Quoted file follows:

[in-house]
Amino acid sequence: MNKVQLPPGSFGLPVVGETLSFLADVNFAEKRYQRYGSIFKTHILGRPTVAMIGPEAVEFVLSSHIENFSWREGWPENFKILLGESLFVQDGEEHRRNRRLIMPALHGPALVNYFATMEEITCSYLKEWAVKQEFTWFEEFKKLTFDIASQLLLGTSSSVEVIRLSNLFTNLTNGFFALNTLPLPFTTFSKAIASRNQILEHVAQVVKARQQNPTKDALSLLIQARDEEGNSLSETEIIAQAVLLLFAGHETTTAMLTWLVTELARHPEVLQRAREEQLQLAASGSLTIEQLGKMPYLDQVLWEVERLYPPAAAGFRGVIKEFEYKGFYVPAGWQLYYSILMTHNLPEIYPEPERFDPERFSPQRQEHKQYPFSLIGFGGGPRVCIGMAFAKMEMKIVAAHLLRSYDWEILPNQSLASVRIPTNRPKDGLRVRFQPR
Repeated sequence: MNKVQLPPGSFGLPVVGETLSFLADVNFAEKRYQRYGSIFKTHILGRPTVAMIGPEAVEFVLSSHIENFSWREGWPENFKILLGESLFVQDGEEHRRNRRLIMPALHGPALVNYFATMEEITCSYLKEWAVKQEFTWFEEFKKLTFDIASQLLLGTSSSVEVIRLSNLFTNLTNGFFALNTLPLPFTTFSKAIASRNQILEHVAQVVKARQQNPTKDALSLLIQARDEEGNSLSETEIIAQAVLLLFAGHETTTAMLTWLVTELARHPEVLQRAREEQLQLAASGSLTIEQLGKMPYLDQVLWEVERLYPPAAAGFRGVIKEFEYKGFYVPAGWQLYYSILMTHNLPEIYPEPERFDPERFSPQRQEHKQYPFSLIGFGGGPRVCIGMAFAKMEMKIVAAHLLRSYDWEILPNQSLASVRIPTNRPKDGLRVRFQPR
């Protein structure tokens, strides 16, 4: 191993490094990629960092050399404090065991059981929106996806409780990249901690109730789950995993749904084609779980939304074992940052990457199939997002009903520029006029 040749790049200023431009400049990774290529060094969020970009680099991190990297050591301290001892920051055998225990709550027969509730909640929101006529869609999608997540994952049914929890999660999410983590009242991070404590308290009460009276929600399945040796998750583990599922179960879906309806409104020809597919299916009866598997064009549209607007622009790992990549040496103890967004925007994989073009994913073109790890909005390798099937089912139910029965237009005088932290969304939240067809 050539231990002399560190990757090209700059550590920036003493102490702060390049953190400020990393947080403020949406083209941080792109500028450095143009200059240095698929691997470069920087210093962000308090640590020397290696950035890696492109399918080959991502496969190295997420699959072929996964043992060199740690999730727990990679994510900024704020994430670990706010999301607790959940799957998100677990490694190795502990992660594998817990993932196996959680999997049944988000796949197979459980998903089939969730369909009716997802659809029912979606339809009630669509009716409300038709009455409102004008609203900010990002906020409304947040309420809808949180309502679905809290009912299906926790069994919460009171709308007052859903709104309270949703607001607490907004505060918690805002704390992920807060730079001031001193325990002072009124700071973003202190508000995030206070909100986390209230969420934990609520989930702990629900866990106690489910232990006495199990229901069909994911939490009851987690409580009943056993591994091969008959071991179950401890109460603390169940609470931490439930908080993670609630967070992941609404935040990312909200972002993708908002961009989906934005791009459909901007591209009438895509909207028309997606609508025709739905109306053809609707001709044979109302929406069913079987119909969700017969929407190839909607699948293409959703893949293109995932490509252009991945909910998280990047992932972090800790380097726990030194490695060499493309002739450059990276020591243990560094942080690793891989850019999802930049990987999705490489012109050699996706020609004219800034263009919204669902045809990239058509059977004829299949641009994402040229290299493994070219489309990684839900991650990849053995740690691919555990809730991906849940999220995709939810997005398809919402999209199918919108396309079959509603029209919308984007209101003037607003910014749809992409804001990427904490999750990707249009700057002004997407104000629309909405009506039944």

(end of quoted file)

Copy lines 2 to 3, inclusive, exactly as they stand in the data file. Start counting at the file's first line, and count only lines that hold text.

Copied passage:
Amino acid sequence: MNKVQLPPGSFGLPVVGETLSFLADVNFAEKRYQRYGSIFKTHILGRPTVAMIGPEAVEFVLSSHIENFSWREGWPENFKILLGESLFVQDGEEHRRNRRLIMPALHGPALVNYFATMEEITCSYLKEWAVKQEFTWFEEFKKLTFDIASQLLLGTSSSVEVIRLSNLFTNLTNGFFALNTLPLPFTTFSKAIASRNQILEHVAQVVKARQQNPTKDALSLLIQARDEEGNSLSETEIIAQAVLLLFAGHETTTAMLTWLVTELARHPEVLQRAREEQLQLAASGSLTIEQLGKMPYLDQVLWEVERLYPPAAAGFRGVIKEFEYKGFYVPAGWQLYYSILMTHNLPEIYPEPERFDPERFSPQRQEHKQYPFSLIGFGGGPRVCIGMAFAKMEMKIVAAHLLRSYDWEILPNQSLASVRIPTNRPKDGLRVRFQPR
Repeated sequence: MNKVQLPPGSFGLPVVGETLSFLADVNFAEKRYQRYGSIFKTHILGRPTVAMIGPEAVEFVLSSHIENFSWREGWPENFKILLGESLFVQDGEEHRRNRRLIMPALHGPALVNYFATMEEITCSYLKEWAVKQEFTWFEEFKKLTFDIASQLLLGTSSSVEVIRLSNLFTNLTNGFFALNTLPLPFTTFSKAIASRNQILEHVAQVVKARQQNPTKDALSLLIQARDEEGNSLSETEIIAQAVLLLFAGHETTTAMLTWLVTELARHPEVLQRAREEQLQLAASGSLTIEQLGKMPYLDQVLWEVERLYPPAAAGFRGVIKEFEYKGFYVPAGWQLYYSILMTHNLPEIYPEPERFDPERFSPQRQEHKQYPFSLIGFGGGPRVCIGMAFAKMEMKIVAAHLLRSYDWEILPNQSLASVRIPTNRPKDGLRVRFQPR